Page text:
No new ground broken, but ‘Beasting’ still has teeth | East Villager & Lower East Sider

No new ground broken, but ‘Beasting’ still has teeth

Photo by Steve Durham Written by a former Bronx public school teacher, “Beasting” lacks nuance but nonetheless packs a punch.
Photo by Steve Durham
Written by a former Bronx public school teacher, “Beasting” lacks nuance but nonetheless packs a punch.

A former public school teacher grades Miller’s dramatized memoir

BY SARA LANG  |  “Why You Beasting?” is a drama that depicts the journey of a first year high school English teacher in the Bronx, along with his students and fellow faculty members, as they grapple with challenges at all levels of the educational “system.” The show holds wonderful moments of humor, surprising twists and some truly explosive scenes.

David Don Miller, who based the play on his experience teaching playwrighting in a Bronx high school, makes a note in the program that generalizing about the kinds of issues he presents is “gravest folly.” In some ways, this play avoids that folly by presenting a story without the trite narrative of a teacher-hero who ultimately saves students in distress. In other ways, the situations and characters presented merely add to the stereotypes of characters and issues often portrayed in stories about urban education.

As a former public school teacher myself, I found some of the situations to ring very true. Some of the student behaviors and conflicts within the classroom were instantly recognizable. In the play, students fought with each other, talked back and even articulated the reasons for their apathy and frustration rather realistically. However, they also forgive, forget and recognize the “error of their ways” more easily than I remember students doing. The pressure from the administration to make the situation “look” better — by changing standards to yield more passing grades and cleaning things up on evaluation days — is also familiar.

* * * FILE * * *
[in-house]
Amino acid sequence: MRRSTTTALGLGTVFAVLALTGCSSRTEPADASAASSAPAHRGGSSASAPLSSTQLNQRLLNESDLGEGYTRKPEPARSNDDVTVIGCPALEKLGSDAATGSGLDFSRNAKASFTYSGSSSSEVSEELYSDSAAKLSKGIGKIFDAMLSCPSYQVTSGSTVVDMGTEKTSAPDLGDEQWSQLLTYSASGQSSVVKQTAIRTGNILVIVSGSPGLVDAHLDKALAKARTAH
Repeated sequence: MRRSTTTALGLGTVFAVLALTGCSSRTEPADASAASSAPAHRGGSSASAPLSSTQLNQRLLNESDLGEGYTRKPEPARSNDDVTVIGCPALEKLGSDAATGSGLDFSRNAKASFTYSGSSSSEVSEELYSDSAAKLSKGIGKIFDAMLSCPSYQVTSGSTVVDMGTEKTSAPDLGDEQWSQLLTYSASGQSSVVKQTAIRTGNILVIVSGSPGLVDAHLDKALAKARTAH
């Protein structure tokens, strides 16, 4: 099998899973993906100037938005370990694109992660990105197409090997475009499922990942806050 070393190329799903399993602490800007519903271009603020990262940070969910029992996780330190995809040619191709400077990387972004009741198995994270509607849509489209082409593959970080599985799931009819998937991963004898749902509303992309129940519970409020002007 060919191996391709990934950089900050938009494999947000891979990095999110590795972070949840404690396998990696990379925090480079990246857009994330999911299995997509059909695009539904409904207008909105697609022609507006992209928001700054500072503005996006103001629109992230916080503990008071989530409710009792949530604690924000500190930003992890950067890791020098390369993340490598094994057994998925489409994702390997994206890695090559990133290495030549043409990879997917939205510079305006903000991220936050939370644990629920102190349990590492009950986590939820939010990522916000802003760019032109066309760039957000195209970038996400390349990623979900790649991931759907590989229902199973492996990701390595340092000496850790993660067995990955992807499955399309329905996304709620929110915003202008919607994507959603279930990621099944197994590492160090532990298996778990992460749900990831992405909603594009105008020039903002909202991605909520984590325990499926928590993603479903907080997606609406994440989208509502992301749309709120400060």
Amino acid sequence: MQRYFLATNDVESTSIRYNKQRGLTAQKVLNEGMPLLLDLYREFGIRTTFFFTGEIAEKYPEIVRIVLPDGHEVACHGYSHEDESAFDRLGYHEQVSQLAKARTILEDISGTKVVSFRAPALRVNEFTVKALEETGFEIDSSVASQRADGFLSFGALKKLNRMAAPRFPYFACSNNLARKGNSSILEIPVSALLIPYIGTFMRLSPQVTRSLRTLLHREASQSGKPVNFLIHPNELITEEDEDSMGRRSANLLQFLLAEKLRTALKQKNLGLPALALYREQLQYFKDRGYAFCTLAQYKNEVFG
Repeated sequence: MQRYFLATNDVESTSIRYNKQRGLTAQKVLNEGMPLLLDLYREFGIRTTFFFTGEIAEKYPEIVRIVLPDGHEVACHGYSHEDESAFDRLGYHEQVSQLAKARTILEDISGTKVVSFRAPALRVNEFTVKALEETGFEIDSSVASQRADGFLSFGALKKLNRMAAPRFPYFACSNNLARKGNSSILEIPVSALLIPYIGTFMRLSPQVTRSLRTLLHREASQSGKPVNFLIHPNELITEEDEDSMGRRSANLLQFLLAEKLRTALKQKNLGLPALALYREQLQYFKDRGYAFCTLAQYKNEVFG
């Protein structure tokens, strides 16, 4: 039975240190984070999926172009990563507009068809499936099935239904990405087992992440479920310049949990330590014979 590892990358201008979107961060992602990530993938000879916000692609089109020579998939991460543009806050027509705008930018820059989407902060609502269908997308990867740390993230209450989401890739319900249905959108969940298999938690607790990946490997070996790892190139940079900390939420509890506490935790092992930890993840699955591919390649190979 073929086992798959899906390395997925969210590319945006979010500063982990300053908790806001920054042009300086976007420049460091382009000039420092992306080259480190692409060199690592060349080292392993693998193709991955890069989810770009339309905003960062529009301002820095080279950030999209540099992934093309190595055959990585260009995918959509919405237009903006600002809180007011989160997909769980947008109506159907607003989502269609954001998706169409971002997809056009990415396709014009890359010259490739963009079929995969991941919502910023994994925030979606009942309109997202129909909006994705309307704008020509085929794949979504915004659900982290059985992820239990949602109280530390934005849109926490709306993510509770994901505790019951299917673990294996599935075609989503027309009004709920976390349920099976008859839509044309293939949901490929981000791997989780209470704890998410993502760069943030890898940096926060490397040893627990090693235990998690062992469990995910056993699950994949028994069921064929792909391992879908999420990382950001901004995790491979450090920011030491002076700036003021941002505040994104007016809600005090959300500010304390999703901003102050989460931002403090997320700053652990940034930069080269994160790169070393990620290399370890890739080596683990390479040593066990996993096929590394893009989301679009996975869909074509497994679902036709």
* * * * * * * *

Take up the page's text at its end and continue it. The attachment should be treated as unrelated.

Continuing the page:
Having experienced these things for myself, I recognized them — and also recognized where there might be exaggerations for the sake of clarity or dramatic impact. I don’t believe those exaggerations serve the subject matter well, but that they instead distort the playwright’s intention to deliver the core truth of the situation. I did find it interesting that, unlike many stories about education, this play did not follow the “idealistic young teacher triumphs and saves poor minority students despite initial disillusionment” storyline to its fairytale conclusion. However, I fear that “Why You Beasting?” may have served largely to reinforce the very general picture of chaos and systemic failure in the public schools, without lending much in the way of nuance or fresh information.

Miller did note in the program that his aim was not to provide answers, but questions, and perhaps those who came to the show without prior experience walked away questioning. I believe that more people asking questions can only be a good thing for our schools. I also appreciated seeing some very human and sympathetic portrayals of characters in a challenging set of situations. Scenic and lighting design by David S. Goldstein aids in moving smoothly between a variety of locations, not allowing transitions to slow the pace of the show. Sound by Jacob Subotnick and costumes by Sarafina Bush bring the audience squarely in the world of the play, sometimes (appropriately) in an unsettling way.

The production itself was well-executed, and clearly well-loved by its cast. Overall, however, I was disappointed in the failure to break ground in the discussion of what’s happening in urban education.

This review originally appeared on the site of our content partner, nytheatre.com, as part of their FringeNYC coverage.

THEATER
WHY YOU BEASTING?
A FringeNYC Encore Series presentation
Written by David Don Miller
Directed by Markus Potter
Sun., Sept. 29 at 2pm
Tues., Oct. 1 & 15 at 8pm
Sun., Oct. 6 at 7pm, Fri., Oct. 11 at 9pm
At The Players Theater
115 MacDougal St.
(btw. Bleecker & Houston Sts.)
Tickets: $18, available at 212-352-3101 or at ovationtix.com